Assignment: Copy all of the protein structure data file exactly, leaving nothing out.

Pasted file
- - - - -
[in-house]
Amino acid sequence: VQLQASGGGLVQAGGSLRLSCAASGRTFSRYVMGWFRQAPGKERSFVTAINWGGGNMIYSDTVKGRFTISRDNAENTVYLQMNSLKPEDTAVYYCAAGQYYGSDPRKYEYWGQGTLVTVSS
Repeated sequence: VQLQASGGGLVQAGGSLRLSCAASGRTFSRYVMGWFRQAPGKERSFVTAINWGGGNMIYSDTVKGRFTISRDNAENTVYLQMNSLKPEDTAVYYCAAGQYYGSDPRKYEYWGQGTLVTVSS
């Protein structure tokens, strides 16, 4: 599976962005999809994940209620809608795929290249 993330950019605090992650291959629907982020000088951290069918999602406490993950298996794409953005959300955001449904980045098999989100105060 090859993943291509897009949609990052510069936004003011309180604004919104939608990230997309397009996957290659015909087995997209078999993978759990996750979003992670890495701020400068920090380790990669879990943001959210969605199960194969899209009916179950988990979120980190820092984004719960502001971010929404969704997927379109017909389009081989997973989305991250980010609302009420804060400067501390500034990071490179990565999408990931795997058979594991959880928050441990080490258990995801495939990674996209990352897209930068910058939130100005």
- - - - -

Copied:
[in-house]
Amino acid sequence: VQLQASGGGLVQAGGSLRLSCAASGRTFSRYVMGWFRQAPGKERSFVTAINWGGGNMIYSDTVKGRFTISRDNAENTVYLQMNSLKPEDTAVYYCAAGQYYGSDPRKYEYWGQGTLVTVSS
Repeated sequence: VQLQASGGGLVQAGGSLRLSCAASGRTFSRYVMGWFRQAPGKERSFVTAINWGGGNMIYSDTVKGRFTISRDNAENTVYLQMNSLKPEDTAVYYCAAGQYYGSDPRKYEYWGQGTLVTVSS
């Protein structure tokens, strides 16, 4: 599976962005999809994940209620809608795929290249 993330950019605090992650291959629907982020000088951290069918999602406490993950298996794409953005959300955001449904980045098999989100105060 090859993943291509897009949609990052510069936004003011309180604004919104939608990230997309397009996957290659015909087995997209078999993978759990996750979003992670890495701020400068920090380790990669879990943001959210969605199960194969899209009916179950988990979120980190820092984004719960502001971010929404969704997927379109017909389009081989997973989305991250980010609302009420804060400067501390500034990071490179990565999408990931795997058979594991959880928050441990080490258990995801495939990674996209990352897209930068910058939130100005």